Awesome. And before you did the coaching program, and before you bought the first course, and you’re looking for multifamily deals, what size multifamily properties were you looking for?


Brian Briscoe  18:58  

Oh, yeah, that’s the fun thing. You know? I looked at, you know how much money we had in the bank and I looked at, you know, we have sold one of our houses, we hadn’t sold both of them and kind of look at how much equity I had. And I’m like, Well, I think I could probably afford a $200,000 downpayment, you know, went to the banks, and I’m like, Alright, I can get up to an $800,000 multifamily property, you know, so I was looking at, you know, anything, you know, Utah, Idaho, that was about 800,000. My, my sweet spot was, you know, half 1,800,000, you know, and that was, you know, maybe up to a 12 Plex. If you if you bought the right one, but, so, that’s what I was looking at prior to. And then and then when I, when I got a hold of the program, and, you know, open my idea to other people’s money, you know, it was something that just just blossomed from there and like, you know, what, I could buy something a lot bigger, it’ll be more profitable, and I can use other people’s money and give all those other people really great. Great. turns to you know, so it sounded like Win Win to me. And that’s, that’s what I ended up trying to do.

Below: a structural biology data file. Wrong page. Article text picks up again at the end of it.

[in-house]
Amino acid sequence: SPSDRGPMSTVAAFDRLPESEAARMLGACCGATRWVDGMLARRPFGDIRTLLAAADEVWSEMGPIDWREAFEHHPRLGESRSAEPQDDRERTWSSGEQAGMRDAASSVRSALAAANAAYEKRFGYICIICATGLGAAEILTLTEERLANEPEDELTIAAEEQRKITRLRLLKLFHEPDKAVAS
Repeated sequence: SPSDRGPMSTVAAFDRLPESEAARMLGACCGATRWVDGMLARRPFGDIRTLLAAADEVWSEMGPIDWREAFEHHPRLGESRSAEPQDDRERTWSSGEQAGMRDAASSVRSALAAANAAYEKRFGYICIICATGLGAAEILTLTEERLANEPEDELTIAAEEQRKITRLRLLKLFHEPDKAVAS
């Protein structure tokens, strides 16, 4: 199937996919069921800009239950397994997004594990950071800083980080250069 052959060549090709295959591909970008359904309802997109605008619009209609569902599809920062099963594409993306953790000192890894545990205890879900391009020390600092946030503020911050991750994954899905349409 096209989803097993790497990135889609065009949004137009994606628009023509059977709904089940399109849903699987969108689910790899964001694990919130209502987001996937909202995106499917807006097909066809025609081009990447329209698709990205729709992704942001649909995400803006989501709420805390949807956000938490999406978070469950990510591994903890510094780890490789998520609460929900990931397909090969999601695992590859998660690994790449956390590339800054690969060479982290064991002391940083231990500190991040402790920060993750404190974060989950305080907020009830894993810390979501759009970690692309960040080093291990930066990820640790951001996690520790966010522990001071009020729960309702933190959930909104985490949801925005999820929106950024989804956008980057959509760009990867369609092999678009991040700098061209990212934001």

Bailey Kramer  20:05  

Awesome. Awesome. So you you joined the program, you took the course you joined the program, what was kind of the the next turning point to get you another step forward


Brian Briscoe  20:15